70 million years ago in the Late Cretaceous, the Earth was going through a greenhouse phase. There was abundant CO2 in the atmosphere which resulted in global warming. A theory was proposed that ocean circulation changed direction with two water masses in the Atlantic Ocean changing direction. One of the water masses sank to the ocean floor, took direction south, and ended up in the tropical Atlantic. The other water mass replaced the first water mass on the ocean surface around Greenland which warmed the Atlantic Ocean while the rest of the ocean cooled.[6]

Stratigraphic, faunal, and isotope analyses from the very Late Cretaceous (Maastrichtian) indicate some major events. In the South Atlantic, planktic foraminiferal fauna and stable carbonate and oxygen isotopes from paleosol carbonate reveal two major events: late Cretaceous diversification and mass extinction at the end of the Cretaceous, with both events accompanied by major changes in climate and productivity. About 70.5 Ma, species richness increased by 43% which coincided with major cooling in the surface and bottom waters, which increased surface productivity.[7] Between 70–69 Ma and 66–65 Ma, isotopic ratios indicate elevated atmospheric CO2 pressures with levels of 1000–1400 ppmV and mean annual temperatures in west Texas between 21 and 23 °C. Atmospheric CO2 and temperature relations indicate a doubling of pCO2 was accompanied by a ~0.6 °C increase in temperature.[8] At 67.5 Ma, species richness and surface productivity began to decline, coinciding with a maximum cooling to 13 °C in surface waters. The mass extinction over the last 500,000 years marks major climatic and moderate productivity changes. Between 200–400 kyr before the K–T boundary, surface and deep waters warmed rapidly by 3–4 °C and then cooled again during the last 100 kyr of the Late Cretaceous. The species richness declined during the late Cretaceous cooling and 66% of species were gone by the time of the K–T boundary event.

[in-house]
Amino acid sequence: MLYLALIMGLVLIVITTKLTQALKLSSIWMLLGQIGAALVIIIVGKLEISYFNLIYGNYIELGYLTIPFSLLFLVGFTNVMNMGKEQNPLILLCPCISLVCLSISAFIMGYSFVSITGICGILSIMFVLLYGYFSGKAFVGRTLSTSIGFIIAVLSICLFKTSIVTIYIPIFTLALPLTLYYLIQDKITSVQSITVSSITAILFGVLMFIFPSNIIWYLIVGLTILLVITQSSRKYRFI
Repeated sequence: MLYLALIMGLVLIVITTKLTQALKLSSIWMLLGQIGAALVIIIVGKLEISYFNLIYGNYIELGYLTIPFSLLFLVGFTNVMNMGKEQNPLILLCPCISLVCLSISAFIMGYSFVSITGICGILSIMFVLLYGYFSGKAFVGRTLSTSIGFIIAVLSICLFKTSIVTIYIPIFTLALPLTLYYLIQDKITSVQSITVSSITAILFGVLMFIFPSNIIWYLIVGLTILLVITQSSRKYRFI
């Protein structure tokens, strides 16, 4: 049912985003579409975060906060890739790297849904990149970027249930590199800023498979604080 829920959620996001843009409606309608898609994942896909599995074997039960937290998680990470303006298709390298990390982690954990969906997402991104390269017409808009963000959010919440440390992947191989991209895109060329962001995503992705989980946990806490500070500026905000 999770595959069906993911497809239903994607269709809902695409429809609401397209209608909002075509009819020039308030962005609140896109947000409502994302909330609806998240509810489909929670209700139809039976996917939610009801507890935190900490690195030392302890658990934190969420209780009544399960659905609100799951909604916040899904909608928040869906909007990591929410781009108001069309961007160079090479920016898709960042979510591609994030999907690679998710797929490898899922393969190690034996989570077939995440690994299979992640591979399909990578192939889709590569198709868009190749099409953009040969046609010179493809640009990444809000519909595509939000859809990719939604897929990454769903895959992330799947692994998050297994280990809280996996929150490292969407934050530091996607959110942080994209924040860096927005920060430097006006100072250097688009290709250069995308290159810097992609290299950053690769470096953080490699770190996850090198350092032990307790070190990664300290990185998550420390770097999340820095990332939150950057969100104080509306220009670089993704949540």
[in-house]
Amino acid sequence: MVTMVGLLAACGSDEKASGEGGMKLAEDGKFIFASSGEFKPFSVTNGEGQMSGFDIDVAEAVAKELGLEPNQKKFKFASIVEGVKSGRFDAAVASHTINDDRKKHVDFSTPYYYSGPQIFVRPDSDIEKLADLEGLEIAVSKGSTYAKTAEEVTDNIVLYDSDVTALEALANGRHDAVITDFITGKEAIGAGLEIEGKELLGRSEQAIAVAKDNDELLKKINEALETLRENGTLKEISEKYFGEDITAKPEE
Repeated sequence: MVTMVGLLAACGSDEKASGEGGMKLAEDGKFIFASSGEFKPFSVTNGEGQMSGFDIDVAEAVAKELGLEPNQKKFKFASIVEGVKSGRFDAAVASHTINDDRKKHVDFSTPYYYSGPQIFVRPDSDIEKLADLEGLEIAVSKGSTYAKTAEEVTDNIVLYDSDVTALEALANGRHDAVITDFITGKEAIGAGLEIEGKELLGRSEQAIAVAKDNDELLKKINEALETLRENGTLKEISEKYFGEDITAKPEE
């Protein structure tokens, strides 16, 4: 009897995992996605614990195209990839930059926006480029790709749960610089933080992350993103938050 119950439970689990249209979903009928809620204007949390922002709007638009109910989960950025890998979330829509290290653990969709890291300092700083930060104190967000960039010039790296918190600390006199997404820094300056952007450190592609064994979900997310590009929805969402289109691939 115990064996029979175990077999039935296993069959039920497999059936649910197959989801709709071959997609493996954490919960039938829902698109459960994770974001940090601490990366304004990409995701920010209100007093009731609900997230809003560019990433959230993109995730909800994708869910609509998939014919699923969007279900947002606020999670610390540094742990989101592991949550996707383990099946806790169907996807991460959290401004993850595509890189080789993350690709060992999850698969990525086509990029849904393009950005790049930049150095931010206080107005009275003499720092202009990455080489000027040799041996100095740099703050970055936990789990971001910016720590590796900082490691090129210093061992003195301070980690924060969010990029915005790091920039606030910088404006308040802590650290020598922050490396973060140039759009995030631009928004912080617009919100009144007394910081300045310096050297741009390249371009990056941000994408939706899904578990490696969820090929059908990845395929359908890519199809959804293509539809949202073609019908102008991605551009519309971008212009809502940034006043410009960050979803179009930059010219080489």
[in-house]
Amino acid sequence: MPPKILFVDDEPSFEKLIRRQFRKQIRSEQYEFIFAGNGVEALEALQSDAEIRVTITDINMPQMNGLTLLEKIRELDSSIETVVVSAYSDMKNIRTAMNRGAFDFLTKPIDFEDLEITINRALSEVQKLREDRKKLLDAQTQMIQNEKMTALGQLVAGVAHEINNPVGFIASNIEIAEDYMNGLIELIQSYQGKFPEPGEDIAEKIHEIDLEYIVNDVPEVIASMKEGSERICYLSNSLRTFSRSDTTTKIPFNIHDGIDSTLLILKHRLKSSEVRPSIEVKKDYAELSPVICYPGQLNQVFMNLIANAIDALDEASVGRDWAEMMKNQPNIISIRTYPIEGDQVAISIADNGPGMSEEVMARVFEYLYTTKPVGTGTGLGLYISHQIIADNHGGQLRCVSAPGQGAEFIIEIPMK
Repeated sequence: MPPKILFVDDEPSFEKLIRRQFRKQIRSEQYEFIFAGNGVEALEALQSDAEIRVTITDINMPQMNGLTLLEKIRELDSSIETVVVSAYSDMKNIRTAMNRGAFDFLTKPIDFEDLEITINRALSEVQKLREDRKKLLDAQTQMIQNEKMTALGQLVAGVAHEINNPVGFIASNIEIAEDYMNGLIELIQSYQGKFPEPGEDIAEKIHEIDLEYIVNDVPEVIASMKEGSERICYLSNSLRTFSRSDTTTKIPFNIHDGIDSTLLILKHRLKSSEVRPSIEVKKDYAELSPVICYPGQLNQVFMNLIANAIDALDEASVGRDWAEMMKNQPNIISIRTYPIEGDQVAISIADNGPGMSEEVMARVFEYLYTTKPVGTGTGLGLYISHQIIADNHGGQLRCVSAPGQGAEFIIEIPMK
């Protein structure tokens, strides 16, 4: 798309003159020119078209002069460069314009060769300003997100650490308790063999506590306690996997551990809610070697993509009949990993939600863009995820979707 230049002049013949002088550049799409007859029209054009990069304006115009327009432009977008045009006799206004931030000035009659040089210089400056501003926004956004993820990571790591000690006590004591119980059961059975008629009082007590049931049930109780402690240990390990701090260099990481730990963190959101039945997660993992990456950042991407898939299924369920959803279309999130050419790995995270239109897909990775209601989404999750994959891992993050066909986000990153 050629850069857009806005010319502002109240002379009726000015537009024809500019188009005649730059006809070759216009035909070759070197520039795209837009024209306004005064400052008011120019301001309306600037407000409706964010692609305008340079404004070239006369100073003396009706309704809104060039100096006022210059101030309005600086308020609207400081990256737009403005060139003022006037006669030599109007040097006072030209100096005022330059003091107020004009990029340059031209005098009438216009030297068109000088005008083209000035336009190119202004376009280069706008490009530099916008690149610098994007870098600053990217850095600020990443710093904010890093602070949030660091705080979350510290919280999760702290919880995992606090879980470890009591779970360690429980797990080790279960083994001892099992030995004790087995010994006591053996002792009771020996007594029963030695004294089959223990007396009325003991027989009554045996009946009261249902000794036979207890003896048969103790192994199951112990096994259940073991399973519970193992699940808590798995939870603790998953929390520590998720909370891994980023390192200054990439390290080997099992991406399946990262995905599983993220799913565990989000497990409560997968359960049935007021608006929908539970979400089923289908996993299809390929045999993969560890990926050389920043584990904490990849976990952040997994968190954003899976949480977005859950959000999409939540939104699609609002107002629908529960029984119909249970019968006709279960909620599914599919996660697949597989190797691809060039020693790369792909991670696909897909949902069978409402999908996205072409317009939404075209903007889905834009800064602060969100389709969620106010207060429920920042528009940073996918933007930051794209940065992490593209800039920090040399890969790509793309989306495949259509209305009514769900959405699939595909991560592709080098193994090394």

Climate across the K–Pg boundaryEdit

Across the K–Pg boundary, surface productivity decreased slightly.[9] A temperature gradient of ~0.4 °C per degree of latitude is proposed for North America across the K–Pg boundary. These data of terrestrial climates and ocean temperatures may have been caused by Deccan Traps volcanic gassing, leading to dramatic global climate change. This evidence shows that many of the species' extinctions at this time related to these climate and productivity changes even without the addition of an extraterrestrial impact.

The impact pushed atmospheric CO2 levels up from 350–500 ppm to approximately 2300 ppm[citation needed], which would have been sufficient to warm the Earth's surface by ~7.5 °C in the absence of counter forcing by sulfate aerosols.

It is unclear whether continental ice sheets existed during the Late Cretaceous because of conflicting ocean temperature estimates and the failure of circulation models to simulate paleoclimate data.[10]

Early Paleogene climateEdit